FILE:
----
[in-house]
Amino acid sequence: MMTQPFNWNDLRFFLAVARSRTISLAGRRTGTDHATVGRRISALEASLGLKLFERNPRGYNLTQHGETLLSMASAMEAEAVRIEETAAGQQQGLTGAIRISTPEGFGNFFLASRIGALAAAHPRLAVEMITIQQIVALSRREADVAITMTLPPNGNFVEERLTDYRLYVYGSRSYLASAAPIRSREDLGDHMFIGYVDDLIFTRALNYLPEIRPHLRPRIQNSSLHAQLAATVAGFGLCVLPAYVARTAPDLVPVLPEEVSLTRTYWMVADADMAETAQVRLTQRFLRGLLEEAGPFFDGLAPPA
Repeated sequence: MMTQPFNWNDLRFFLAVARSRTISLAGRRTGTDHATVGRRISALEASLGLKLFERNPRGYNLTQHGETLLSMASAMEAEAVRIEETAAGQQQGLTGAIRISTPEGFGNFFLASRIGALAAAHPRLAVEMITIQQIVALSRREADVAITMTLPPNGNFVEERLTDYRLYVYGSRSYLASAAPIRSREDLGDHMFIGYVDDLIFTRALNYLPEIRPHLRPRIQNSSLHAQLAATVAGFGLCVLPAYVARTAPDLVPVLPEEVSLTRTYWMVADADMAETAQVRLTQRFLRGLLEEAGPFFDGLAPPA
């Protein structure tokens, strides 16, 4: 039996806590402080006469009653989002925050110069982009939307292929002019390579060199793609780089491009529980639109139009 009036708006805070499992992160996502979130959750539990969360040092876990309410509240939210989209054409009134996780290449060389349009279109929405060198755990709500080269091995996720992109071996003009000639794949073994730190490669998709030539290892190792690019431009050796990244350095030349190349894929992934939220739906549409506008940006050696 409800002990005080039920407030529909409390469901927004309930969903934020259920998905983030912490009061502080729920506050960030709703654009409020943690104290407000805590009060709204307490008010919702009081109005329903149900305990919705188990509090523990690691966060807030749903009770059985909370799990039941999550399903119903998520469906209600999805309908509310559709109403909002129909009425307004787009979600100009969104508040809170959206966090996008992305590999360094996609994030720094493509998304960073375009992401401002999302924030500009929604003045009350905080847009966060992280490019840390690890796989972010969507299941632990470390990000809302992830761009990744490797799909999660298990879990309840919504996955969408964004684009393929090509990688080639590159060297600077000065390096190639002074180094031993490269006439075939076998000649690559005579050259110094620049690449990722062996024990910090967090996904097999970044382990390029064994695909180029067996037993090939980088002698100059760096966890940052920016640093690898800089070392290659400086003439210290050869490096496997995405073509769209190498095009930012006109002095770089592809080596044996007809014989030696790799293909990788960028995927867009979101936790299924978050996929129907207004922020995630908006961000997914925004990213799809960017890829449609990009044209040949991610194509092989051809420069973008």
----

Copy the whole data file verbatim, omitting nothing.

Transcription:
[in-house]
Amino acid sequence: MMTQPFNWNDLRFFLAVARSRTISLAGRRTGTDHATVGRRISALEASLGLKLFERNPRGYNLTQHGETLLSMASAMEAEAVRIEETAAGQQQGLTGAIRISTPEGFGNFFLASRIGALAAAHPRLAVEMITIQQIVALSRREADVAITMTLPPNGNFVEERLTDYRLYVYGSRSYLASAAPIRSREDLGDHMFIGYVDDLIFTRALNYLPEIRPHLRPRIQNSSLHAQLAATVAGFGLCVLPAYVARTAPDLVPVLPEEVSLTRTYWMVADADMAETAQVRLTQRFLRGLLEEAGPFFDGLAPPA
Repeated sequence: MMTQPFNWNDLRFFLAVARSRTISLAGRRTGTDHATVGRRISALEASLGLKLFERNPRGYNLTQHGETLLSMASAMEAEAVRIEETAAGQQQGLTGAIRISTPEGFGNFFLASRIGALAAAHPRLAVEMITIQQIVALSRREADVAITMTLPPNGNFVEERLTDYRLYVYGSRSYLASAAPIRSREDLGDHMFIGYVDDLIFTRALNYLPEIRPHLRPRIQNSSLHAQLAATVAGFGLCVLPAYVARTAPDLVPVLPEEVSLTRTYWMVADADMAETAQVRLTQRFLRGLLEEAGPFFDGLAPPA
């Protein structure tokens, strides 16, 4: 039996806590402080006469009653989002925050110069982009939307292929002019390579060199793609780089491009529980639109139009 009036708006805070499992992160996502979130959750539990969360040092876990309410509240939210989209054409009134996780290449060389349009279109929405060198755990709500080269091995996720992109071996003009000639794949073994730190490669998709030539290892190792690019431009050796990244350095030349190349894929992934939220739906549409506008940006050696 409800002990005080039920407030529909409390469901927004309930969903934020259920998905983030912490009061502080729920506050960030709703654009409020943690104290407000805590009060709204307490008010919702009081109005329903149900305990919705188990509090523990690691966060807030749903009770059985909370799990039941999550399903119903998520469906209600999805309908509310559709109403909002129909009425307004787009979600100009969104508040809170959206966090996008992305590999360094996609994030720094493509998304960073375009992401401002999302924030500009929604003045009350905080847009966060992280490019840390690890796989972010969507299941632990470390990000809302992830761009990744490797799909999660298990879990309840919504996955969408964004684009393929090509990688080639590159060297600077000065390096190639002074180094031993490269006439075939076998000649690559005579050259110094620049690449990722062996024990910090967090996904097999970044382990390029064994695909180029067996037993090939980088002698100059760096966890940052920016640093690898800089070392290659400086003439210290050869490096496997995405073509769209190498095009930012006109002095770089592809080596044996007809014989030696790799293909990788960028995927867009979101936790299924978050996929129907207004922020995630908006961000997914925004990213799809960017890829449609990009044209040949991610194509092989051809420069973008």